Channel Insider content and product recommendations are editorially independent. We may make money when you click on links to our partners. Learn More.

It’s truly an ill wind that doesn’t blow
somebody some good.

That seems to be the
case with managed security services. As the overall economic environment
continues to deteriorate, IT organizations appear to be becoming more amenable
to buying managed security services as opposed to trying to find and hire their
own dedicated security professionals.

International Data
Corp. estimates that the managed security services market grew about
19.6 percent
to reach a total size of about $1.3 billion in
2007. More interestingly, IDC
expects the category to grow $2.8 billion by 2012, which represents a compound
annual growth rate of 17.2 percent.

As great as that may
sound to the average solution provider, there are a couple of things that
solution providers might want to consider before they precede whole hog into
developing a managed security service.

The first item is the
managed services market is split among traditional solution providers,
telecommunications carriers and vendors selling dedicated software-as-a-service
offerings. As the complexity of security increases and the cost of hiring
security expertise rises, there is no doubt that IT customers will look to
services to help mitigate their risks. The question that solutions providers
need to ask themselves is can they effectively compete with telecommunications
carriers and the vendors themselves to get that business. Already, we’re seeing
the beginnings of a trend where security services are being delivered as an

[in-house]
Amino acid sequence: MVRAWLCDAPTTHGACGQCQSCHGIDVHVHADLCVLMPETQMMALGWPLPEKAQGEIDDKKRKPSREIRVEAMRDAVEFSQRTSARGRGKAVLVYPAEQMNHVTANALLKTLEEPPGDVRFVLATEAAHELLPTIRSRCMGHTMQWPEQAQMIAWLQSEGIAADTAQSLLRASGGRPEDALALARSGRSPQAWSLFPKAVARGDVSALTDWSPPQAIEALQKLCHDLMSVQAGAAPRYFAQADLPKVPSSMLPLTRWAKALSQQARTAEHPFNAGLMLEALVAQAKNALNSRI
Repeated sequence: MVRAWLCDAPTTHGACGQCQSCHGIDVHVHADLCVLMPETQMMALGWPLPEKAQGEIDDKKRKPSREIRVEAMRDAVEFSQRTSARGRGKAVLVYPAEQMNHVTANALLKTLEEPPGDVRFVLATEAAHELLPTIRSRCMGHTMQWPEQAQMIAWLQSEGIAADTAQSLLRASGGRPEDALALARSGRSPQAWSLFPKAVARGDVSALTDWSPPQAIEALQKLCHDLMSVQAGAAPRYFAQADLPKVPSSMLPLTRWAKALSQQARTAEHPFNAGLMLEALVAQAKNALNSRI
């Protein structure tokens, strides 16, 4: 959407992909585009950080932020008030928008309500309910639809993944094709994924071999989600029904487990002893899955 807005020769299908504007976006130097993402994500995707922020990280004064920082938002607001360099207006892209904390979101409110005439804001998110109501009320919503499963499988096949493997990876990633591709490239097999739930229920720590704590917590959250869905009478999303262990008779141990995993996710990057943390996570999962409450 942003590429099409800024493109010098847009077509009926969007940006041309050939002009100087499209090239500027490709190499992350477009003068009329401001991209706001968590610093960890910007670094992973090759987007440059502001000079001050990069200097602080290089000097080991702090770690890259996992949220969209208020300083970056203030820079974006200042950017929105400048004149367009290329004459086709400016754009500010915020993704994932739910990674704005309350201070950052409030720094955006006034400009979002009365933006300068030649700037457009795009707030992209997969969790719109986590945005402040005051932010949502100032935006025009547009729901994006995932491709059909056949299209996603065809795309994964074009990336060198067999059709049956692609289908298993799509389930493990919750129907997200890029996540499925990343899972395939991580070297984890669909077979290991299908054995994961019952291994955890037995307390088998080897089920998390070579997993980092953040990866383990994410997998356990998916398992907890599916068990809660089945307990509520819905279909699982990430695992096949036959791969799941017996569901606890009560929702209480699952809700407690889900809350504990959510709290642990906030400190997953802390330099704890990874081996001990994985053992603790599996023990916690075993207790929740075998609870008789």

element of an overall cloud computing strategy
where all the
security equipment resides on the premise of the solution provider rather than
the customer, as opposed to a traditional managed service model where the
equipment resides on the customer’s premise and is remotely managed by the
solution provider.

Given that trend, the
average solution provider may need to decide if it wants to invest in building
out that infrastructure or if the better part of valor is to simply resell
someone else’s security services under their own name.

For example, Secure
Designs, a provider of managed security services, is betting that this will be
the case with a large percentage of the channel. The company recently launched
its own channel program under which
solution providers can resell Secure Design services under their own brand names.
Secure Design’s major vendor partner for these services is SonicWall, which has
previously established a channel model under which it shares recurring revenue
with solution providers that resell managed services using SonicWall security

Whether it’s worth
building your own managed service or reselling someone else’s all depends on
the level of in-house security expertise you have on hand today and how much of
that expertise they can retain tomorrow.

Clearly, demand for
managed security services is not going to fall any time soon. But the methods
by which managed services are delivered are evolving rapidly. And that may
prove to be the biggest factor of all when it comes to laying out a business
plan around managed security services.